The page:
Very small English verge fusee, 40mm in diameter. Keywind from the front. Movement is marked "L. Leplastrier", "London" and "275". Case is solid 18K gold, and the fancy dial is gold as well. Ca. 1832.
Nice old English-made lever fusee center second "chronograph" watch with a start stop calibration feature. Hallmarked sterling silver case measures about 55mm in diameter. Key wind and key set and appears to have at least 11 jewels. Movement and dial both marked "E. WOLFE SUNDERLAND 58006". Ca.1882.
Another English chain-driven lever fusee "chronograph" pocket watch. Key wind and set. Probably has 17 jewels. Dial and movement marked "Palin Nantwich & Market Drayton". Hallmarked sterling silver case, 55mm in diameter. Watch has a center sweep second hand and a slide switch to start and stop the watch for calibration [a "hack" button]. Ca. 1884
Unmarked English lever fusee pocket watch, 50mm in diameter. Sterling silver case. Probably only 7 or so jewels. Very unusual, however, in that it has an up-down wind indicator. Ca. 1887
Swiss-made by "Bautte". 42mm in diameter, 15 Jewels, "Fine Silver" open-face case, key wind and set. Ca. early - mid 1800's.
Gorgeous M.J. Tobias pocket watch with gilt dial and an ornate 18k gold case. 45mm in diameter. Dial has an American eagle engraved on it. The Key wind, key set movement is a standard swiss ebauche dating to ca. 1830-1850.
Another simply gorgeous M.J. Tobias pocket watch with gilt dial and an ornate 18k gold case. 45mm in diameter. Dial and back of case both both have village scenes engraved on them. The Key wind, key set movement is a standard swiss ebauche dating to mid to late 1800's.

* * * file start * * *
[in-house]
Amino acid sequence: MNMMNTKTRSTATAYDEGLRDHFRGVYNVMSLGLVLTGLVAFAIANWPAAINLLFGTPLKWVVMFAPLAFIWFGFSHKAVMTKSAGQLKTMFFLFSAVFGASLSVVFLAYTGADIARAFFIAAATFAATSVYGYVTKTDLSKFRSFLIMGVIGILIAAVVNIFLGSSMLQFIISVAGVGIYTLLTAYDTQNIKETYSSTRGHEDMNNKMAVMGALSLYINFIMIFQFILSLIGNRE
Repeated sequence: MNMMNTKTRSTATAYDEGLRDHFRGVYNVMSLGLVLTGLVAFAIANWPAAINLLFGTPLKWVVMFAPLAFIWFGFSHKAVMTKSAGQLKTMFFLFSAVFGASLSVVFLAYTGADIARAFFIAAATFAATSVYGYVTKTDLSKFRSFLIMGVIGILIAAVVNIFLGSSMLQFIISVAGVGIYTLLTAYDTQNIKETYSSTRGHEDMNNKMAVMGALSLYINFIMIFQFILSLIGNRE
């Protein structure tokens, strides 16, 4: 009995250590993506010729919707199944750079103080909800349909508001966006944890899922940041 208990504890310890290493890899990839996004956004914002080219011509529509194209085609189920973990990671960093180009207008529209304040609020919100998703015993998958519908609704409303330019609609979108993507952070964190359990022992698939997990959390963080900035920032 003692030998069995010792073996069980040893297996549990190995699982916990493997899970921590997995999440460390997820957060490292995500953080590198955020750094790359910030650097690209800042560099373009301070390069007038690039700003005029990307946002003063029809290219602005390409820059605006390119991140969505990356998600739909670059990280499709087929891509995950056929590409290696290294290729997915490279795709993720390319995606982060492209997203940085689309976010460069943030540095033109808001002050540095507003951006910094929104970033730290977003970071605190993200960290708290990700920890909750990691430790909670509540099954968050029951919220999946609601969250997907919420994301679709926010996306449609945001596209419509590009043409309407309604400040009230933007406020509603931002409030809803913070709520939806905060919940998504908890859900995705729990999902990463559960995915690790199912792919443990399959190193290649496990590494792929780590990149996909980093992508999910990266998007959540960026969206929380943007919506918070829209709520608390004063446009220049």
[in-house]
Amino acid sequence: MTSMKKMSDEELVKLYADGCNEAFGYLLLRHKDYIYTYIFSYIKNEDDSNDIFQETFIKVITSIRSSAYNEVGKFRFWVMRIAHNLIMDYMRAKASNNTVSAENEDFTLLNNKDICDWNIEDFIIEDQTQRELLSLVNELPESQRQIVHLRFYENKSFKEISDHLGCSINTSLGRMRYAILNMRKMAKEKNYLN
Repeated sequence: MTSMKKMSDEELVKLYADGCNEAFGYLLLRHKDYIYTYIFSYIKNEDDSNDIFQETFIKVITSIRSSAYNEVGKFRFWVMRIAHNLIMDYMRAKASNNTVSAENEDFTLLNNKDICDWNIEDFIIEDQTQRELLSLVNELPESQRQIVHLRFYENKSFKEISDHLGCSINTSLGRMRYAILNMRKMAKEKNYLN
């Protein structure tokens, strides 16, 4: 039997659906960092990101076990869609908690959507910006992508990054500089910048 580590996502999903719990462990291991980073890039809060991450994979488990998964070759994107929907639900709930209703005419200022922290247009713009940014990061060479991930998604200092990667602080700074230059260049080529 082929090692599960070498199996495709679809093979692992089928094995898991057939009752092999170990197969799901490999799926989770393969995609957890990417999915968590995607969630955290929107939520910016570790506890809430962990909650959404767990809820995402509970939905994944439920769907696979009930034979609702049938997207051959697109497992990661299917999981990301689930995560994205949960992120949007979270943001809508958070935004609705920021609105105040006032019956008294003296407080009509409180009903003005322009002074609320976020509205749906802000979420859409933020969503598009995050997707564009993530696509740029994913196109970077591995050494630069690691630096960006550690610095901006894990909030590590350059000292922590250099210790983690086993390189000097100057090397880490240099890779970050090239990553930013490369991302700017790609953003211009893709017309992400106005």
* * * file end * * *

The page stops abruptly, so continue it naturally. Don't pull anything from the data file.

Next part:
Key wind pocket watch with a rare "chinese duplex" movement. Probably Swiss made for the Chinese market. Silver case measures 2 1/4 inches in diameter. Ca. mid to late 1800's.
This is a very unusual Swiss-made keywind pocket watch from the late 1800's. It has a special 24-hour dial, and the hour hand actually takes 24 hours to revolve around the dial.
VERY early Waltham pocket watch. 18 Size, Model 1857, "Dennison, Howard & Davis". Key wind and key set. 15 jewels. Engraved hunter case is probably 18-Karat gold. Dates to about 1855, the company's fourth year in existence.
Another very old Waltham pocket watch. 18 size, Model 1857, "Appleton, Tracy & Co." Key wind and key set. 15 sapphire jewels. The watch is encased in a beautiful and very heavy solid 18 karat gold hunter case with wonderful engine turning on the front and back. The serial number is only 21772, which dates it to about 1860.
This pocket watch was made by the United States Watch Company of Marion, NJ. It is an 18 size "Marion Watch Company" model, "G.A. Read" grade, with 7 jewels. Has the distinctive "butterfly shaped" cut-out on the movement. Gold-filled hunter case. Ca late 1860's to early 1870's.
Early Pre-Elgin "National Watch Company" pocket watch. Size 10, Model 4, "Gail Borden" grade, key wind and key set from the rear, with 11 jewels. The watch is housed in a simply stunning 14K gold hunter case. Ca. 1873
VERY early Illinois pocket watch (serial number 7012). 18 size, Model #1, "Hoyt" Grade, with 9 jewels. Key wind and key set. Housed in a nice triple-hinged "Silveride" case. Ca. 1873.
This is a Size 18 Waltham Model #1877, "P.S. Bartlett" grade in a nice gold-filled open face case. It has 11 jewels and is key wind from the rear and key set from the front. The serial number of 1,656863 dates it to about 1882.